FAIR PLAY / SUBSTANTIAL JUSTICE

Nichols sentenced to life in prison

Posted in Uncategorized by Ryan Locke on December 13, 2008

Brian Nichols’s jury deadlocked today, meaning that the maximum sentence he can receive is life in prison rather than death.  Nichols escaped from the Fulton county courthouse in 2005, killing a judge, court reporter, and Sheriff’s Deputy in the process.  He executed a Federal agent in north Atlanta before taking Ashley Smith hostage in her apartment in Duluth.  She gave him methaphetamine and read The Purpose-Driven Life to him and eventually was able to call the police.  Twenty-six hours after he escaped, Nichols surrendered.  Wikipedia explains exactly how he escaped and his subsequent flight in horrifying detail.

I’m especially interested in Nichols’s case because I’ve worked in the Fulton county courthouse — reading the play-by-play from the link above is especially visceral when you’re familiar with the setting — and because his prosecution turned into a financial nightmare and a political issue for Fulton county and the state of Georgia.

Here’s how public defense works in Georgia. If you commit a felony and can’t afford an attorney, you get a free one.  Each judicial circuit has an Office of the Public Defender, and they’re all managed by the Georgia Public Defender Standards Council (a couple circuits have opted out of this system, but that’s not really important here).  If your crime qualifies you to be sentenced to death, then your free attorney comes from the Office of the Georgia Capital Defender.  This office was created in 2004 during an overhaul of Georgia’s public defense system meant to equalize the quality of representation across counties.  Georgia has 159 counties, so this was a challenge (Only one state has more: Texas, with 254).

Back to the Nichols drama. He couldn’t afford an attorney, so he got four free ones from the Georgia Capital Defender.  Unfortunately, one of those four couldn’t actually practice law in Georgia (awkward!  I’m guessing that attorney moved from some other state and didn’t realize how restrictive Georgia is about reciprocity, but that’s just a guess).  The judge yanked control of Nichols’s defense from Georgia Capital Defender — in essence firing Nichols’s four public defenders — and hired four new attorneys.  The new attorneys charged $175 an hour (half of his normal fee!), $125 an hour, and $95 an hour.  The fourth attorney was a state employee (free!).

The case begins to derail $1.4 million later when the public defender system runs out of money.  This upsets some people.  State Senator Preston W. Smith, a Republican and chairman of the Senate Judiciary Committee, said the defense was “spending money like drunken sailors on shore leave” to provide an “O. J. Simpson-style defense, all on the taxpayer’s dime.”  The chairman of the Public Defender Standards Coucil responded: “The Nichols case could have been ended millions of dollars ago if the D.A. had been prepared to accept life without parole…you can’t fault the defense for trying as hard as they can to save a man’s life.”

Anyway, the most expensive death penalty prosecution in Georgia history failed.  Here’s my take on the whole thing:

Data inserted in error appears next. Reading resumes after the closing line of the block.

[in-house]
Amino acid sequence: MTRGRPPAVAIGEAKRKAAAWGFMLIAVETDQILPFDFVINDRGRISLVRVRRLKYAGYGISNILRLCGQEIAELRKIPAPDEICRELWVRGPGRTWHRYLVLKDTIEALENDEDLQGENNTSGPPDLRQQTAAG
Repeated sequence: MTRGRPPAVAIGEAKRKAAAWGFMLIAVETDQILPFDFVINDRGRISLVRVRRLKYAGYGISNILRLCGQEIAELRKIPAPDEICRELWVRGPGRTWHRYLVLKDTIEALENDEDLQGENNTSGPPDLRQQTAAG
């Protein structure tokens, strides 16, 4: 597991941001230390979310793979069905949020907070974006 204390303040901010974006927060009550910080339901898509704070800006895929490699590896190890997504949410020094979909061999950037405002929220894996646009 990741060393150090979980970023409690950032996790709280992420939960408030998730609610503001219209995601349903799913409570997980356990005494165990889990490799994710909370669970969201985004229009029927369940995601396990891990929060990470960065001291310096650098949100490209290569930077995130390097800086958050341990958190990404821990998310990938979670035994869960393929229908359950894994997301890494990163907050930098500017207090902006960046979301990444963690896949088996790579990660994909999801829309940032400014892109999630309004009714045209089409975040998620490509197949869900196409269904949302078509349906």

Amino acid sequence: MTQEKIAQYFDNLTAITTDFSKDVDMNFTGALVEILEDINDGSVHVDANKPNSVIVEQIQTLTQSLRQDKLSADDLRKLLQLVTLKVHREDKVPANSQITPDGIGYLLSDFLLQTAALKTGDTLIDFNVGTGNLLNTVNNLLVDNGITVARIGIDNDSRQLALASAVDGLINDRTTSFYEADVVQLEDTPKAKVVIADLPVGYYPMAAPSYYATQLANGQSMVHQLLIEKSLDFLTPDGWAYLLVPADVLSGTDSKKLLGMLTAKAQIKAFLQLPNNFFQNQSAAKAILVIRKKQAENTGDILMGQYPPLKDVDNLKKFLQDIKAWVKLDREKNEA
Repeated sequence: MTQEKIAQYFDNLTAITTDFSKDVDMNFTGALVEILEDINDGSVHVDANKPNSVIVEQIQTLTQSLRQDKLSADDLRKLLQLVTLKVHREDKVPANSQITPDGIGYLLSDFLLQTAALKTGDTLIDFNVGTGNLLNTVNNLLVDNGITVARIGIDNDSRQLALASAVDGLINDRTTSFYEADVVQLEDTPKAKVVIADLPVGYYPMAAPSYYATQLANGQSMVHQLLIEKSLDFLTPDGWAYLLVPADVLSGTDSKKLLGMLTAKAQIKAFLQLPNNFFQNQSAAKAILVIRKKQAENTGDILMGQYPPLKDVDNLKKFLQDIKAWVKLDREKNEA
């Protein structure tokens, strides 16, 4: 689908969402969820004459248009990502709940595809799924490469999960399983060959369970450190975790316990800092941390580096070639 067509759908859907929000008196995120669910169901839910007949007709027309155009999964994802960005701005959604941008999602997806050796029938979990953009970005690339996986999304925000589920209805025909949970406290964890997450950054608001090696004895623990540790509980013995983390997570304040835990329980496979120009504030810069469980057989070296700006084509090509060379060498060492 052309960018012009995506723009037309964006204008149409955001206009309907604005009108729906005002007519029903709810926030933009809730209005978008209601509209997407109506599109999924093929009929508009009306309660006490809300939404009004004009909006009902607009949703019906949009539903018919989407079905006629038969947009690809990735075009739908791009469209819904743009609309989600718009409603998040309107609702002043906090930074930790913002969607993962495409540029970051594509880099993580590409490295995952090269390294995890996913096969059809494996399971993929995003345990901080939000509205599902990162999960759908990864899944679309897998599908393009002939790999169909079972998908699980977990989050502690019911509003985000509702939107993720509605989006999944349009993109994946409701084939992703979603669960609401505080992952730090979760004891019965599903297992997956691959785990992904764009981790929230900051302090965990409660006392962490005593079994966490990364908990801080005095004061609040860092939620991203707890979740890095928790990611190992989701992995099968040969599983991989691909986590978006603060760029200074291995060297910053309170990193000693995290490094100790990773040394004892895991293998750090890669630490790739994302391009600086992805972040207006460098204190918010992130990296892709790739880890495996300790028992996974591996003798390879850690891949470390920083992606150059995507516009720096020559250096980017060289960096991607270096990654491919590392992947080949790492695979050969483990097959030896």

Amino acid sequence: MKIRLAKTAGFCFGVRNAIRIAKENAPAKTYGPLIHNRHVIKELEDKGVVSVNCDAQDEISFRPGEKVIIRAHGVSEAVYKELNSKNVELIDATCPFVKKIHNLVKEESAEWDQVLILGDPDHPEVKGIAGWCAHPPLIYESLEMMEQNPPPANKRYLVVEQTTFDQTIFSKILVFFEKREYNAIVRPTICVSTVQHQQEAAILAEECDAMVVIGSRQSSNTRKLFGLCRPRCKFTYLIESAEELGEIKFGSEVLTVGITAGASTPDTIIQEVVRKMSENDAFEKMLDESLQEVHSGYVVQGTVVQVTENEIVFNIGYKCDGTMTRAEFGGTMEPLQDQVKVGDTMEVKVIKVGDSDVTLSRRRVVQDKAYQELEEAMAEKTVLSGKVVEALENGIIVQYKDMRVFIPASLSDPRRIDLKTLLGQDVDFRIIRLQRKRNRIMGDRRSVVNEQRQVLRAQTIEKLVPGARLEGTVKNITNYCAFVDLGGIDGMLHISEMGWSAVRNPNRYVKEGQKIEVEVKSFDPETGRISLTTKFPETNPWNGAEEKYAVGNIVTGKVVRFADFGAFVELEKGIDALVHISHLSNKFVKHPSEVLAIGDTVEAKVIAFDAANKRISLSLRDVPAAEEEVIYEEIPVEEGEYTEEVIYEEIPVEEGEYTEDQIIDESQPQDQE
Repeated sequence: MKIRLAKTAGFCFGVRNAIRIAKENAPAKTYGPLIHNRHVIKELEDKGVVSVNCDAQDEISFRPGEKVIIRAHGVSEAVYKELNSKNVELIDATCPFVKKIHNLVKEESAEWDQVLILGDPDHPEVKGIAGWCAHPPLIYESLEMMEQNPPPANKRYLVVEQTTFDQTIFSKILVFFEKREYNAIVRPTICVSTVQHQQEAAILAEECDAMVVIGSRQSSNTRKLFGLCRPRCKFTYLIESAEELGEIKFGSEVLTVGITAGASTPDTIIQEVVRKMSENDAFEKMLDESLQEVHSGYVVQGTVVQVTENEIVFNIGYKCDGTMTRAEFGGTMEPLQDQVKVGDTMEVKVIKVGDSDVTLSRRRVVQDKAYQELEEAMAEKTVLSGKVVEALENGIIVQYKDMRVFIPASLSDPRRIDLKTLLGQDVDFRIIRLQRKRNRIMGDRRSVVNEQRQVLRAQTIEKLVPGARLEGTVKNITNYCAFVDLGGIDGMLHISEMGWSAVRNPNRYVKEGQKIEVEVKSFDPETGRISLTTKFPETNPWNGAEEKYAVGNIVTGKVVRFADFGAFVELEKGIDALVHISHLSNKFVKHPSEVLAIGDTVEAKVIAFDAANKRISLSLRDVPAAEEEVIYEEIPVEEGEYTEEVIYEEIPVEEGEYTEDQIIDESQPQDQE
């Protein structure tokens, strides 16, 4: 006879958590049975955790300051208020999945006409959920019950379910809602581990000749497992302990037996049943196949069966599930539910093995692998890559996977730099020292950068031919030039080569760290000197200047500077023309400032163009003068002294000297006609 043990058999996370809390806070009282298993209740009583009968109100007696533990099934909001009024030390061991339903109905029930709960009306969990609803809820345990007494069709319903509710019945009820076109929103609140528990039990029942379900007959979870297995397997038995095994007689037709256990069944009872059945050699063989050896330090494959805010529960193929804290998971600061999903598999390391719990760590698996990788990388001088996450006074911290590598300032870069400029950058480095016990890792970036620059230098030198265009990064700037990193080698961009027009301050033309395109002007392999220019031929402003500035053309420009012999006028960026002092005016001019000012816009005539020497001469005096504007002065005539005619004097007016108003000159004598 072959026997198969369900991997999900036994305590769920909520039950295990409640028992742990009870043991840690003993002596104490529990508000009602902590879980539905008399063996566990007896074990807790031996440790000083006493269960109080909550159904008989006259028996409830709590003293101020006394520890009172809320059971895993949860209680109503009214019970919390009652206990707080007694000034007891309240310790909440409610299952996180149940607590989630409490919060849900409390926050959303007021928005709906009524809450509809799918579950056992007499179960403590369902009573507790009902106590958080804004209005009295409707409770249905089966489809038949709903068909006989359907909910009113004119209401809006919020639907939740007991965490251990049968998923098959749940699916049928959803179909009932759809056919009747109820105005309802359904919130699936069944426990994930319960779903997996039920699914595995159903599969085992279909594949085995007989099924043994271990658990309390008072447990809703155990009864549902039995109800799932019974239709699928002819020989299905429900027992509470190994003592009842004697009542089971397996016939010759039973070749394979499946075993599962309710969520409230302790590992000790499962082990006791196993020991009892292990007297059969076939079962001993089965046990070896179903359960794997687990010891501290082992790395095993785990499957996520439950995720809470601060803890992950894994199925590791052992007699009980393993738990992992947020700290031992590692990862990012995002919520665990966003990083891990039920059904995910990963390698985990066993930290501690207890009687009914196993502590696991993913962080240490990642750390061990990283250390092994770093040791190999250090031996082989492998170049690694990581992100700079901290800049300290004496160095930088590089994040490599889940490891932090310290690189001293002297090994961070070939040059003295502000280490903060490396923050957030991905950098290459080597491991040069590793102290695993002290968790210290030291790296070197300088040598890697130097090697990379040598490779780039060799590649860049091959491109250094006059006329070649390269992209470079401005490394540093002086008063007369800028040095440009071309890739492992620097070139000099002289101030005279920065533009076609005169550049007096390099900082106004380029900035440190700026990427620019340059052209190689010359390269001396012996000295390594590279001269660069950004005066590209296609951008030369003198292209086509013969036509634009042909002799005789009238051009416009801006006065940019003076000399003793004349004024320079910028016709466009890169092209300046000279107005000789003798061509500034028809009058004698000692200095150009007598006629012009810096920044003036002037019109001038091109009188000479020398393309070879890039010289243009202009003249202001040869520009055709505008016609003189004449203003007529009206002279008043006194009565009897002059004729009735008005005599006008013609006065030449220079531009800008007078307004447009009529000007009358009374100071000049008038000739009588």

1.  This case is a prime example of poor prosecutorial discretion because the state didn’t bargain. I have mixed feelings about the death penalty.  I don’t oppose it, but I don’t think that it’s impartially applied.  But even in situations when it should be applied (and killing a judge, deputy, and Federal agent is a clear case for the death penalty) sometimes it’s better to go for the bird in hand.  From the comments above, it seems like Nichols would have plead guilty to life.  Millions of dollars later, Nichols was sentenced to life.

The original judge on the case recused himself because he said in The New Yorker that Nichols’s only defense was insanity because everyone in the world knew he did it.  Although stupid to actually tell someone, the judge was right.  You can’t ambiguously execute two people in a courthouse.  If you read the play-by-play, it’s clear that the state would have no problem proving that Nichols, at the very least, killed three people in the courthouse.  That means the state has an excellent bargaining position.

So why didn’t they offer life without parole?  Because (1) this case was too juicy, and (2) the District Attorney is elected.  This case is great for a soapbox, excellent as an example of being tough on crime, and so on.  I mean, four people are dead — including a judge executed on the stand and a Federal agent murdered in his own home — and Atlanta is breathless after experiencing its largest manhunt in recent memory.  It’d be hard to find someone who wouldn’t be clamoring for the death penalty.  But cooler heads must prevail eventually.  When the District Attorney realized he could plea this out for a life without parole sentence, he should have put his lawyer pants on and made the deal.

Did the victims’ families deserve a case for the death penalty?  Maybe.  Would it have been worth millions of dollars to sentence Nichols to death?  Probably not.  Honoring the dead shouldn’t bankrupt the Georgia Public Defender Standards Council and Fulton county.